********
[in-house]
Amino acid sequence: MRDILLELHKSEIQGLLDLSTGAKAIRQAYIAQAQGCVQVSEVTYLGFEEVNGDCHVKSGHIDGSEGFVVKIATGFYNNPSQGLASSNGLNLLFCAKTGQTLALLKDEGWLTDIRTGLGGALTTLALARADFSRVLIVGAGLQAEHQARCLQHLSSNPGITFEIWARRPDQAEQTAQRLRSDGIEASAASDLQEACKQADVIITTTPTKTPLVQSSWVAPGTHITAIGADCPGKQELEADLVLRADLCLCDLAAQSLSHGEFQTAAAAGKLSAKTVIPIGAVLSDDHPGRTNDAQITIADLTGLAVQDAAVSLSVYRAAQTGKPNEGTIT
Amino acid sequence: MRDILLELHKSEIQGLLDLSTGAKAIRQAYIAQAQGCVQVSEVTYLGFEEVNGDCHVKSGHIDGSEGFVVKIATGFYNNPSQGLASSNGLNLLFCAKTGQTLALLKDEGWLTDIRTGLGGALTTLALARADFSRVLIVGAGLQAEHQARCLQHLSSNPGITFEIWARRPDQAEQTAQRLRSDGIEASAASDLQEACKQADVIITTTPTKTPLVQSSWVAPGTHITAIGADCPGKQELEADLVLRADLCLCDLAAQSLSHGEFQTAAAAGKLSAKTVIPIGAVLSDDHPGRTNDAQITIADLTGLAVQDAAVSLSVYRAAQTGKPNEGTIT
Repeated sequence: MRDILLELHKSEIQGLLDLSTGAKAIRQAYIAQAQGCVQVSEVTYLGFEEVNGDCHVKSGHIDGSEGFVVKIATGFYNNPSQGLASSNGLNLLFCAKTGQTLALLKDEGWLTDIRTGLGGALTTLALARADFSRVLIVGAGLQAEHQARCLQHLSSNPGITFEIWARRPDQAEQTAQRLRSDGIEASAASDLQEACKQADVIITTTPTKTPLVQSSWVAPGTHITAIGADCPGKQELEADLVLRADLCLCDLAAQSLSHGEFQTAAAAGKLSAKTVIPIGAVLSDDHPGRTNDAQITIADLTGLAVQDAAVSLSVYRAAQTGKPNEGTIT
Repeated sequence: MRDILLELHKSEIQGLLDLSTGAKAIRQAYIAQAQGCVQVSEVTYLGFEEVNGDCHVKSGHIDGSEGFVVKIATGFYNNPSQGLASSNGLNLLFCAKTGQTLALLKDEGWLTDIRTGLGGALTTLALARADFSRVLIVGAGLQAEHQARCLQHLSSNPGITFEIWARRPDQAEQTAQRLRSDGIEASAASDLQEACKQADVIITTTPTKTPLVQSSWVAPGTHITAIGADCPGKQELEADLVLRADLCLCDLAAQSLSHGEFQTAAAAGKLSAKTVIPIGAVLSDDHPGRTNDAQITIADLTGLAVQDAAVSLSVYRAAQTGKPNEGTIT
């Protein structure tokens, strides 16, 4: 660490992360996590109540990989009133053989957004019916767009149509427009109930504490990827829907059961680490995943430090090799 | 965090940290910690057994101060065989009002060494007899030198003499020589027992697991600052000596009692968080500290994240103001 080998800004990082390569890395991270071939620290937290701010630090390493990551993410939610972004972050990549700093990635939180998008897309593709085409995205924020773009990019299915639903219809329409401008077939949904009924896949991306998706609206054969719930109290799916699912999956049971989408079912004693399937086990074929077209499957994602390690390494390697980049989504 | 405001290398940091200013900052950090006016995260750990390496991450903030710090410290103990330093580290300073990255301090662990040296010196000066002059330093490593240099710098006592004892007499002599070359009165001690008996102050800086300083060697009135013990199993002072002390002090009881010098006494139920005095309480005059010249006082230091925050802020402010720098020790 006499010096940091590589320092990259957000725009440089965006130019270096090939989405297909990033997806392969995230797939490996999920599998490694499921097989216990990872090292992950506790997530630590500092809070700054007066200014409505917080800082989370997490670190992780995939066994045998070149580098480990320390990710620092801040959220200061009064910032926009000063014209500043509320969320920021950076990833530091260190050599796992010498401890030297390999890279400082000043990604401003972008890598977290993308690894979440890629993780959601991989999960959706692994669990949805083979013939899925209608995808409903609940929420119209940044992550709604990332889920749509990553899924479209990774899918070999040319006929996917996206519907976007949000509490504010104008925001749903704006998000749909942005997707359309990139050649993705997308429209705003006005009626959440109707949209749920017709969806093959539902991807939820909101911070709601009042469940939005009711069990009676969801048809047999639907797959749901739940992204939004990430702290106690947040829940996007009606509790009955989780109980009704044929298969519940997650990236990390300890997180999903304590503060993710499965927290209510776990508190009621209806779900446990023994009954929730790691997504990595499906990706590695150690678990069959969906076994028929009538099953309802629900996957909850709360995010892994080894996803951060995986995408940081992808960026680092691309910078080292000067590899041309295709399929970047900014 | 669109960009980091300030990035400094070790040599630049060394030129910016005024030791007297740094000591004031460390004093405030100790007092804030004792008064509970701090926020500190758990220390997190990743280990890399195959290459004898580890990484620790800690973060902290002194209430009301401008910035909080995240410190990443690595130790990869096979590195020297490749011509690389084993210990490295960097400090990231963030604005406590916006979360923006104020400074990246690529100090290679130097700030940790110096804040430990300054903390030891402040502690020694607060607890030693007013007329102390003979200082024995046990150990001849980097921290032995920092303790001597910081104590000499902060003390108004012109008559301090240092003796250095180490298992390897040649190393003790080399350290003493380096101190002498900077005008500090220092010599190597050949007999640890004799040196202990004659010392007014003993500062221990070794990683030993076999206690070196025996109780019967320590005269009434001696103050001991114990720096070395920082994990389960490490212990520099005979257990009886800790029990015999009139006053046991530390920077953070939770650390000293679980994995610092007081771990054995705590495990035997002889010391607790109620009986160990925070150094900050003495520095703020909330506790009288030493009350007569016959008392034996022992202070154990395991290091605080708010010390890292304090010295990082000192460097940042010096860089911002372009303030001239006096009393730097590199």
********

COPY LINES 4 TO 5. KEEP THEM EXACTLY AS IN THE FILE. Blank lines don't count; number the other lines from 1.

Repeated sequence: MRDILLELHKSEIQGLLDLSTGAKAIRQAYIAQAQGCVQVSEVTYLGFEEVNGDCHVKSGHIDGSEGFVVKIATGFYNNPSQGLASSNGLNLLFCAKTGQTLALLKDEGWLTDIRTGLGGALTTLALARADFSRVLIVGAGLQAEHQARCLQHLSSNPGITFEIWARRPDQAEQTAQRLRSDGIEASAASDLQEACKQADVIITTTPTKTPLVQSSWVAPGTHITAIGADCPGKQELEADLVLRADLCLCDLAAQSLSHGEFQTAAAAGKLSAKTVIPIGAVLSDDHPGRTNDAQITIADLTGLAVQDAAVSLSVYRAAQTGKPNEGTIT
Repeated sequence: MRDILLELHKSEIQGLLDLSTGAKAIRQAYIAQAQGCVQVSEVTYLGFEEVNGDCHVKSGHIDGSEGFVVKIATGFYNNPSQGLASSNGLNLLFCAKTGQTLALLKDEGWLTDIRTGLGGALTTLALARADFSRVLIVGAGLQAEHQARCLQHLSSNPGITFEIWARRPDQAEQTAQRLRSDGIEASAASDLQEACKQADVIITTTPTKTPLVQSSWVAPGTHITAIGADCPGKQELEADLVLRADLCLCDLAAQSLSHGEFQTAAAAGKLSAKTVIPIGAVLSDDHPGRTNDAQITIADLTGLAVQDAAVSLSVYRAAQTGKPNEGTIT